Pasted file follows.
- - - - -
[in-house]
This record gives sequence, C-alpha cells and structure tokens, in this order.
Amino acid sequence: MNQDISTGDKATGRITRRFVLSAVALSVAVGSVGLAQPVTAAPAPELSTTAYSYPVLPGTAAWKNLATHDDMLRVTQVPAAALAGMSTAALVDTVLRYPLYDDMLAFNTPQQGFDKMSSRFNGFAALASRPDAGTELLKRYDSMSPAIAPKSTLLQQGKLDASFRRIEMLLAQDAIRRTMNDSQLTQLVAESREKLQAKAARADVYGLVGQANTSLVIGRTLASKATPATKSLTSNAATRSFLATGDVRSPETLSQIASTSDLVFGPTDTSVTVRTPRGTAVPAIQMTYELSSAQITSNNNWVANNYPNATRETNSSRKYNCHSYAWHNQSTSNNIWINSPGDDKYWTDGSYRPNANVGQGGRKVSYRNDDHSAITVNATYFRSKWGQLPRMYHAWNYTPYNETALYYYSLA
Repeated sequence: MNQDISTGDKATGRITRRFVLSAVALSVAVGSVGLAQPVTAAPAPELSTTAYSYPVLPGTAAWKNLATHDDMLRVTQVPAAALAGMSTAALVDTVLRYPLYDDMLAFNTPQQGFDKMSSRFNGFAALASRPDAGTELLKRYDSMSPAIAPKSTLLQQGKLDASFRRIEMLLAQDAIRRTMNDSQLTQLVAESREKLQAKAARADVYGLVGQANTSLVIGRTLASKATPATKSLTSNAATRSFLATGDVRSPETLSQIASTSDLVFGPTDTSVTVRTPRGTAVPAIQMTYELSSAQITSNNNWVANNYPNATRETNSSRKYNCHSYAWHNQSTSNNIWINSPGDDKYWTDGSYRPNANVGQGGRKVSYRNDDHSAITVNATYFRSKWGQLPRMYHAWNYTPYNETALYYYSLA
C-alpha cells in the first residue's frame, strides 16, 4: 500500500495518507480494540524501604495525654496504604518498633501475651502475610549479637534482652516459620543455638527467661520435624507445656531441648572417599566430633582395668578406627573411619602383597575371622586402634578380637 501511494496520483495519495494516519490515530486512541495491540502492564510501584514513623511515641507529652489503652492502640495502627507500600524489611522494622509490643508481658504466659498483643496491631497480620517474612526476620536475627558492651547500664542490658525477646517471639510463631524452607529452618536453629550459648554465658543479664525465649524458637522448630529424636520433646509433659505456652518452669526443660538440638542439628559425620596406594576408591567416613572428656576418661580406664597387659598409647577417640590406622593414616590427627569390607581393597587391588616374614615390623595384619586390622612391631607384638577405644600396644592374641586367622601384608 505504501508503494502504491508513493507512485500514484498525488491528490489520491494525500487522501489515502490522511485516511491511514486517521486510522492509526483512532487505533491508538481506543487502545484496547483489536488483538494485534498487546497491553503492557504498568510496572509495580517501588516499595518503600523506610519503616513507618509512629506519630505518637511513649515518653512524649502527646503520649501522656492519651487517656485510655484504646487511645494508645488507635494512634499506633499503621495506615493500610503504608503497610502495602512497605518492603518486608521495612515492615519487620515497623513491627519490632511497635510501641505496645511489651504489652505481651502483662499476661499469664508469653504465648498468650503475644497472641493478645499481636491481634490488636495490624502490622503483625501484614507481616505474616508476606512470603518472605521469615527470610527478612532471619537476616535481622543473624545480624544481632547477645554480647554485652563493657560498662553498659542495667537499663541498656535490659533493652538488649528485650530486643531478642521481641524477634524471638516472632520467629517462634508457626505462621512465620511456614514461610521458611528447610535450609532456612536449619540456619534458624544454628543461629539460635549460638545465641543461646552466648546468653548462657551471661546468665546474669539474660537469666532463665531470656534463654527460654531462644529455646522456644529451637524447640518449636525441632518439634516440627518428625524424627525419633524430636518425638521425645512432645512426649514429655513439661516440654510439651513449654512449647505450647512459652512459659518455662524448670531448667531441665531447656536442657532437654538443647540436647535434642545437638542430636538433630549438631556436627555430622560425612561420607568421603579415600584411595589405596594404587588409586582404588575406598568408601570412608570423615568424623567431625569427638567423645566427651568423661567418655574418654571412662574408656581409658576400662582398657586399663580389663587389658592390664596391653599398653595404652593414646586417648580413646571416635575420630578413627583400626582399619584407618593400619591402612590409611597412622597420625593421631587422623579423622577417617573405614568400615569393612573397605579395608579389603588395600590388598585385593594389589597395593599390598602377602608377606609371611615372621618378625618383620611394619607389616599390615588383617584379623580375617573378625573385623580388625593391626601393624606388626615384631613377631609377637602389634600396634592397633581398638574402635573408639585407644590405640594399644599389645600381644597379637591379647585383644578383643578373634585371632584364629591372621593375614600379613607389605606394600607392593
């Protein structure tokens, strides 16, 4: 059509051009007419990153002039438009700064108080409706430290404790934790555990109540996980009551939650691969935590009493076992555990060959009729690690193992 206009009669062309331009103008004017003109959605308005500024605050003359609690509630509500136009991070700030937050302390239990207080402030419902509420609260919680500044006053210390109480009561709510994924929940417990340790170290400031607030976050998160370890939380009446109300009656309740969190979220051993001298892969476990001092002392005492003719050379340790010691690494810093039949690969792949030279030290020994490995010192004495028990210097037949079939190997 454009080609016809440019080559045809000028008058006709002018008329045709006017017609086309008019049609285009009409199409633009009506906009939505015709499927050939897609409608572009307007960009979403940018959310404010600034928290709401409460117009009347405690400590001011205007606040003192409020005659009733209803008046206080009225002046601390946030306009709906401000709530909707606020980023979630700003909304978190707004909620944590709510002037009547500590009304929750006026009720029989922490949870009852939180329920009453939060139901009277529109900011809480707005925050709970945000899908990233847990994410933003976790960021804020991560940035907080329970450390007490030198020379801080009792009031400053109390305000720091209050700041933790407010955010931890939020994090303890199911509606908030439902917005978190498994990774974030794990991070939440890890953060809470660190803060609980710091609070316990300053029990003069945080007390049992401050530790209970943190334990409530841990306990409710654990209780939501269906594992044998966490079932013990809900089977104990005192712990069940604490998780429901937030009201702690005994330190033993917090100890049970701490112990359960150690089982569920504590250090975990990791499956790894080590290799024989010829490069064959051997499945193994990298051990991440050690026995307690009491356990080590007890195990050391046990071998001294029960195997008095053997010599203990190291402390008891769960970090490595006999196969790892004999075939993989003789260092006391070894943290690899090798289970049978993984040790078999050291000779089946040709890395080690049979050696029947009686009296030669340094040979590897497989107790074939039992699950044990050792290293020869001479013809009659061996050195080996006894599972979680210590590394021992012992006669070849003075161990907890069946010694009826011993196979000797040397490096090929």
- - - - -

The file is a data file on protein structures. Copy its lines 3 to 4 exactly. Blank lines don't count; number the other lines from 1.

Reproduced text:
Amino acid sequence: MNQDISTGDKATGRITRRFVLSAVALSVAVGSVGLAQPVTAAPAPELSTTAYSYPVLPGTAAWKNLATHDDMLRVTQVPAAALAGMSTAALVDTVLRYPLYDDMLAFNTPQQGFDKMSSRFNGFAALASRPDAGTELLKRYDSMSPAIAPKSTLLQQGKLDASFRRIEMLLAQDAIRRTMNDSQLTQLVAESREKLQAKAARADVYGLVGQANTSLVIGRTLASKATPATKSLTSNAATRSFLATGDVRSPETLSQIASTSDLVFGPTDTSVTVRTPRGTAVPAIQMTYELSSAQITSNNNWVANNYPNATRETNSSRKYNCHSYAWHNQSTSNNIWINSPGDDKYWTDGSYRPNANVGQGGRKVSYRNDDHSAITVNATYFRSKWGQLPRMYHAWNYTPYNETALYYYSLA
Repeated sequence: MNQDISTGDKATGRITRRFVLSAVALSVAVGSVGLAQPVTAAPAPELSTTAYSYPVLPGTAAWKNLATHDDMLRVTQVPAAALAGMSTAALVDTVLRYPLYDDMLAFNTPQQGFDKMSSRFNGFAALASRPDAGTELLKRYDSMSPAIAPKSTLLQQGKLDASFRRIEMLLAQDAIRRTMNDSQLTQLVAESREKLQAKAARADVYGLVGQANTSLVIGRTLASKATPATKSLTSNAATRSFLATGDVRSPETLSQIASTSDLVFGPTDTSVTVRTPRGTAVPAIQMTYELSSAQITSNNNWVANNYPNATRETNSSRKYNCHSYAWHNQSTSNNIWINSPGDDKYWTDGSYRPNANVGQGGRKVSYRNDDHSAITVNATYFRSKWGQLPRMYHAWNYTPYNETALYYYSLA